Obama Speech: “Long on Vision, Short on Details”

President Obama took to the podium last night and made a spirited defense of his presidency while laying out his plans for the next four years, but Timothy Kelly of ForexTV described the speech as “long on vision and short on details”.

In his rousing speech, for the first time Obama seemed to acknowledge that things weren’t so great as he had promised four years ago, but took pains to describe the magnitude of the crisis he inherited with some not-so-subtle finger-pointing at the Bush administration, then promised to relieve the massive debt he built up by embracing the terms of the Simpson-Bowles commission – a plan that he dismissed when it first came to his desk almost two years ago.  Without a hint of irony, the President acknowledged that campaigns can seem “small … even silly sometimes.  Trivial things become big distractions.”  A complete transcript of Obama’s speech can be found online at the New York Times.

Seeking to reclaim the mantle of “hope and change” from four years ago, the President also depicted himself as a warrior for the middle class – despite the fact that median household incomes have fallen almost 10% during the course of his Presidency.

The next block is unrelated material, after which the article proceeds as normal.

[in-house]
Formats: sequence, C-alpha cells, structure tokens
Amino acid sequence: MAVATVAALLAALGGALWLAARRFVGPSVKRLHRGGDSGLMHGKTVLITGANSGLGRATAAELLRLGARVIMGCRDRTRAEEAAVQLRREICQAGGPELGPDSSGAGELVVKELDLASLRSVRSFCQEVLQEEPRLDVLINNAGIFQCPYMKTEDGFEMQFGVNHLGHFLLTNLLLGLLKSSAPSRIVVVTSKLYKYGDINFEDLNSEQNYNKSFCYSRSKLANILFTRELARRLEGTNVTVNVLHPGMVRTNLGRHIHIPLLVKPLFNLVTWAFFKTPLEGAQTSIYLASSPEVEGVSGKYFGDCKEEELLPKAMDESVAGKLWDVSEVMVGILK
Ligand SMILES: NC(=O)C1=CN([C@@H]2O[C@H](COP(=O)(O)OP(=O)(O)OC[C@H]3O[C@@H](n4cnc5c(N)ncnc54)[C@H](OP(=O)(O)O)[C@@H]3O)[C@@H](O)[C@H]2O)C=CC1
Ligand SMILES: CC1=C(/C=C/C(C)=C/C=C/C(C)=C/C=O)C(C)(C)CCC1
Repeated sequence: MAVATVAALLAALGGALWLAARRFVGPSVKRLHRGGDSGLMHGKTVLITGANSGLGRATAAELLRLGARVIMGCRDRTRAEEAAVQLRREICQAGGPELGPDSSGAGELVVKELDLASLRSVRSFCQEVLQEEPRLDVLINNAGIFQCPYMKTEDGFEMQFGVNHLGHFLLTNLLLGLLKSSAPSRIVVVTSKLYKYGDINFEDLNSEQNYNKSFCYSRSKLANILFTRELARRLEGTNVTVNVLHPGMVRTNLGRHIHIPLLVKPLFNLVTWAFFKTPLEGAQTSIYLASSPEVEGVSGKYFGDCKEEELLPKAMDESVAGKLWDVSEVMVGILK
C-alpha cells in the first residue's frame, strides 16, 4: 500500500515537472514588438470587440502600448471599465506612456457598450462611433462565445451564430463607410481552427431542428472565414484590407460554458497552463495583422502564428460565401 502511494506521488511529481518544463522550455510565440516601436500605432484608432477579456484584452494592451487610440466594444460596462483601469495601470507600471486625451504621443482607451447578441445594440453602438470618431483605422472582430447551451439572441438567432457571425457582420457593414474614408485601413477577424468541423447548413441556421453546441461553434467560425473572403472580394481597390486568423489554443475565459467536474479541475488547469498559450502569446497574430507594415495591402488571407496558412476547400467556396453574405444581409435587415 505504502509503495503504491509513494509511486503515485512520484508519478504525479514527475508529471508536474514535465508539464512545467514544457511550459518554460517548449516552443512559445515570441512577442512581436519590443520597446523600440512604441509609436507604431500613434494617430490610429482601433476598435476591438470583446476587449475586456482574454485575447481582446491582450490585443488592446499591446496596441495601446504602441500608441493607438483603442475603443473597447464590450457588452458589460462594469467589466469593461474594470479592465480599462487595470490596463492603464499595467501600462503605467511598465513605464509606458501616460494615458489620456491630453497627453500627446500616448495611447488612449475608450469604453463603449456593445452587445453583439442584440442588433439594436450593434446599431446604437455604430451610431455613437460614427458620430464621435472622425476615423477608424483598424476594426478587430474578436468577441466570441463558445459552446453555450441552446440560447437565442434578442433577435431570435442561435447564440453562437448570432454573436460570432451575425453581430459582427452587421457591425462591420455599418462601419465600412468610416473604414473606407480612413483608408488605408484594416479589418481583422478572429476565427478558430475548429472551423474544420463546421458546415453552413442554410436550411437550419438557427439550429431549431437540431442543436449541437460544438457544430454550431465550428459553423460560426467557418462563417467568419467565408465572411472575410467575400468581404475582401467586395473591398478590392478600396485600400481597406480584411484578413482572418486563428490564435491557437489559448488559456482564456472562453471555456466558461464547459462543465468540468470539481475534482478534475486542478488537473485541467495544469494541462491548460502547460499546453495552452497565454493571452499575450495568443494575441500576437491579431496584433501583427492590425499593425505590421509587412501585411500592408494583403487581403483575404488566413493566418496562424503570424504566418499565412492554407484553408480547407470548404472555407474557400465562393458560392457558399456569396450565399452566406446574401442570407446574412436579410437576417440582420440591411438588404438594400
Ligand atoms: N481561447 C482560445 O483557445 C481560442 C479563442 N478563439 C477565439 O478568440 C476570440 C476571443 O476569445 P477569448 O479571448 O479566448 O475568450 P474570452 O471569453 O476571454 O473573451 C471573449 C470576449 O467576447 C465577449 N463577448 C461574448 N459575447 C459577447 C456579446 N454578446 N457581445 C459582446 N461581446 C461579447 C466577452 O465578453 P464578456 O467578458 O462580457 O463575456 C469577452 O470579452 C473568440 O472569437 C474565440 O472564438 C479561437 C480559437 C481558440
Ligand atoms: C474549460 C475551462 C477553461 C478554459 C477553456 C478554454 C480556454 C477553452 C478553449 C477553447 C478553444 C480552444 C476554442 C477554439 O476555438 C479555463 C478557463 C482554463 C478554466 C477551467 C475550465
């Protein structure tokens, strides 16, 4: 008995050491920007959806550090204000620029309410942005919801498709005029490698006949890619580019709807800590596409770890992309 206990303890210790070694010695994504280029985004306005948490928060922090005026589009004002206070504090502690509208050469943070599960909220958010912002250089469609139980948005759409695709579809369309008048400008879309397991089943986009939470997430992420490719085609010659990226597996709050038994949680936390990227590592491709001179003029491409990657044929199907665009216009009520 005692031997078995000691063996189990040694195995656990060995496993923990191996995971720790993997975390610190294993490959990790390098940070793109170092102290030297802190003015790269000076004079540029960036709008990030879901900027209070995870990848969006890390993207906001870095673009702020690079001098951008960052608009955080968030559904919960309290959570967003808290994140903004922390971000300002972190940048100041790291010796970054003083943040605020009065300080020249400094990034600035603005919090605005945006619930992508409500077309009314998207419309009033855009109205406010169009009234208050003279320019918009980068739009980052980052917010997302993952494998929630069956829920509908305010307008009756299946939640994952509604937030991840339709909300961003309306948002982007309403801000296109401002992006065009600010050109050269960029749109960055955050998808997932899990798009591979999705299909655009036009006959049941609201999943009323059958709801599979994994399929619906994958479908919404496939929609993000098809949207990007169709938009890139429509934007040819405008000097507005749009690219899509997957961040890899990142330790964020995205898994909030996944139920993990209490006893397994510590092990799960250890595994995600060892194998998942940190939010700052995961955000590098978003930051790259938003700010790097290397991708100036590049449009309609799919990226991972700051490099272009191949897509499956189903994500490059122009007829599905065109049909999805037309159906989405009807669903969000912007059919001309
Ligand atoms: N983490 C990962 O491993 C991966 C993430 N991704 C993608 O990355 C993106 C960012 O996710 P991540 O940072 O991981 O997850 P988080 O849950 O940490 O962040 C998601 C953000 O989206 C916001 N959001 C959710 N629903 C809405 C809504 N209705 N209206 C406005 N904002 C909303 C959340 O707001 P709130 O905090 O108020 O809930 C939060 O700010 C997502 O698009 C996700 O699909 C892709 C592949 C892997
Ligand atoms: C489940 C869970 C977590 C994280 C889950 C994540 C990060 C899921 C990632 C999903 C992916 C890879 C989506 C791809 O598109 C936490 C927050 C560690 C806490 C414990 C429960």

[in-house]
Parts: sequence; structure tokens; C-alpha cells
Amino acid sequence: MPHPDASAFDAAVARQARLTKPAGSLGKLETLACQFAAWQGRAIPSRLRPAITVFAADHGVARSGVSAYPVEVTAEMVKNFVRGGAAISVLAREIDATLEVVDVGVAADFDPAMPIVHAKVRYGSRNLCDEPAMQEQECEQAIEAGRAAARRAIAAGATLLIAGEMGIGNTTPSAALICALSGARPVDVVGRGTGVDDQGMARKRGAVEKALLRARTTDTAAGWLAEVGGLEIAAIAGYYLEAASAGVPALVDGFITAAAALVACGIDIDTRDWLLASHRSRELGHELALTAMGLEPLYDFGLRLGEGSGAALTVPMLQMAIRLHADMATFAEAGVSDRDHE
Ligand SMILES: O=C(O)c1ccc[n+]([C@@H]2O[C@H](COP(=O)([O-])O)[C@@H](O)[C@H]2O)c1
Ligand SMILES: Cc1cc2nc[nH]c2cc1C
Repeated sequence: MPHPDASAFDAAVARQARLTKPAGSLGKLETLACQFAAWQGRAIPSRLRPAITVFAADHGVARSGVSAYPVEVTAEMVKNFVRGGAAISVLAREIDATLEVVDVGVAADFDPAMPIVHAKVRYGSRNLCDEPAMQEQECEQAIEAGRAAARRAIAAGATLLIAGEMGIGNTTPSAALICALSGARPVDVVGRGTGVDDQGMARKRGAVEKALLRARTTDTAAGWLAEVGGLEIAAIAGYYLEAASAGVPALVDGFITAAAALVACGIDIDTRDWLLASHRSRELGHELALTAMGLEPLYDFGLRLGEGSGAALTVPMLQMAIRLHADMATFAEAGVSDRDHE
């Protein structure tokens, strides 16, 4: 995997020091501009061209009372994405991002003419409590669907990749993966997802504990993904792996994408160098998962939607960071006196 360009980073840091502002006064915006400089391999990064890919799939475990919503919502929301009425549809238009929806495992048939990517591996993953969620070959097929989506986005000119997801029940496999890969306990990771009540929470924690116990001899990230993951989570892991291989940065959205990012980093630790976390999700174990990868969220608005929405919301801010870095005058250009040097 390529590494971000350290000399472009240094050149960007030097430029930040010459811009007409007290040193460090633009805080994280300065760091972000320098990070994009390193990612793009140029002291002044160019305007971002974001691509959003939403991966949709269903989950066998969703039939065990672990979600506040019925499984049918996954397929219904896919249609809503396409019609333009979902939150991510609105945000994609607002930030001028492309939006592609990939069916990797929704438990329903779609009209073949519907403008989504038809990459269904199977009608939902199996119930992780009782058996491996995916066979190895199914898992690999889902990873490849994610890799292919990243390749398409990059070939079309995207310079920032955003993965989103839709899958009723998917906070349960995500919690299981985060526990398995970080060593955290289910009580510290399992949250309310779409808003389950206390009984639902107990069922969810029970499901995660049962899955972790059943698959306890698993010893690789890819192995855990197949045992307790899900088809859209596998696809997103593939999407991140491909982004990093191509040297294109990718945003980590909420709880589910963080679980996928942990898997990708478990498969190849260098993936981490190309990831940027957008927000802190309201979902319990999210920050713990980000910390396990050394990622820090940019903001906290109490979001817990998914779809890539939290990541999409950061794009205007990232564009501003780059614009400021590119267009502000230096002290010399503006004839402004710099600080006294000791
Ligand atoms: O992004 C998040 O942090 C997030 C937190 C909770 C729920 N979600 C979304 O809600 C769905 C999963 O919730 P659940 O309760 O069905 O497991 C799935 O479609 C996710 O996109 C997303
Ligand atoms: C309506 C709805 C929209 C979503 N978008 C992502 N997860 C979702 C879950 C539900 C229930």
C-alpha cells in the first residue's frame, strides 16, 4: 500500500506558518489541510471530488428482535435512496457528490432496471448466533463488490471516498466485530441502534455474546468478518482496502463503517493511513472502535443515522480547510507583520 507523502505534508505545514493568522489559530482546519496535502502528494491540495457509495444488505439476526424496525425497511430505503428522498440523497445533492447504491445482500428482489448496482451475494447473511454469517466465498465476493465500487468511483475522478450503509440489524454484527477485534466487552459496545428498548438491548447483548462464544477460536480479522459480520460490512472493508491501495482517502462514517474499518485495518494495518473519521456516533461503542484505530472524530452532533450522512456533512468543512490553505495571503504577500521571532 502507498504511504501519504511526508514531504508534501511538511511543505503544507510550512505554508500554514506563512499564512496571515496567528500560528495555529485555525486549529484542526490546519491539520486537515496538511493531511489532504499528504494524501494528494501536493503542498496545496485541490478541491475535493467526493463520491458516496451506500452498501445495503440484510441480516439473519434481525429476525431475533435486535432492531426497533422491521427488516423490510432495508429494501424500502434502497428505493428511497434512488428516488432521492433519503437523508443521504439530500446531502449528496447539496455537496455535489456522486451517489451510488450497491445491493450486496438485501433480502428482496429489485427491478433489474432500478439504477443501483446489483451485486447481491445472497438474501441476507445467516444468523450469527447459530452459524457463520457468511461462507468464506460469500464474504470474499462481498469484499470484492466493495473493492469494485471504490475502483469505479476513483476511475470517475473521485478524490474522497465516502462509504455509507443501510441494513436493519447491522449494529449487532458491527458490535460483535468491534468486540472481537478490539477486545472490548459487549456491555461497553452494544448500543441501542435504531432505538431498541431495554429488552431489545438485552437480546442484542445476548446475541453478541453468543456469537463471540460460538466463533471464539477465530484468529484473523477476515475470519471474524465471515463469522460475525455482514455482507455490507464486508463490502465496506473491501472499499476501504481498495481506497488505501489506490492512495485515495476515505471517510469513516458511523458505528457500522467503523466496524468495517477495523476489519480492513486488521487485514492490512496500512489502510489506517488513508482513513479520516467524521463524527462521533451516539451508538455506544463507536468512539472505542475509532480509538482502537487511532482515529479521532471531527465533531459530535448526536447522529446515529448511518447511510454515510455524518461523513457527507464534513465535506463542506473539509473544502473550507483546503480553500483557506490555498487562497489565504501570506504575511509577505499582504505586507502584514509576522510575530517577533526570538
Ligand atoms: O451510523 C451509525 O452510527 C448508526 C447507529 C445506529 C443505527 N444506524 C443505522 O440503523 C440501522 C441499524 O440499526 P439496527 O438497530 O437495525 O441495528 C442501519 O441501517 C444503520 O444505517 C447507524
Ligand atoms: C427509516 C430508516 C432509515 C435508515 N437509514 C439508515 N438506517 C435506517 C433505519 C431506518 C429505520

Missing entirely from his speech were any references to arguably his crowning achievement, “Obamacare” – an unpopular and excessively long piece of legislation full of regulations and tax increases.

For all of Mr. Obama’s fine oratorical skill, the speech received a markedly mixed reception from the press, reports the Huffington Post.  Former Clinton strategist James Carville, while praising Obama’s performance, admitted that it was “probably not the best speech of the convention”.  Former George W. Bush press secretary Ari Fleischer called it “a hit and a miss”.  And Charles Krauthammer of Fox News said: “He gave one of the emptiest speeches I have ever heard on a national stage.  There was nothing in it.”

But some were still feeling the hope and change.  Al Sharpton called it “epic” and predicted that it would seal Obama’s election victory.  Rachel Maddow of MSNBC called it “a big, big speech.”  Chris Matthews, also of MSNBC, declared that Obama “did it again” and called it “a home run”.

For an accurate assessment of Obama’s speech, read Kelly’s article at Forextv.com.  For a fact-check on some of the speech’s more dubious statements – including the laughable statement that the Obama plan would reduce the debt by $4 trillion – check out the Daily Beast.

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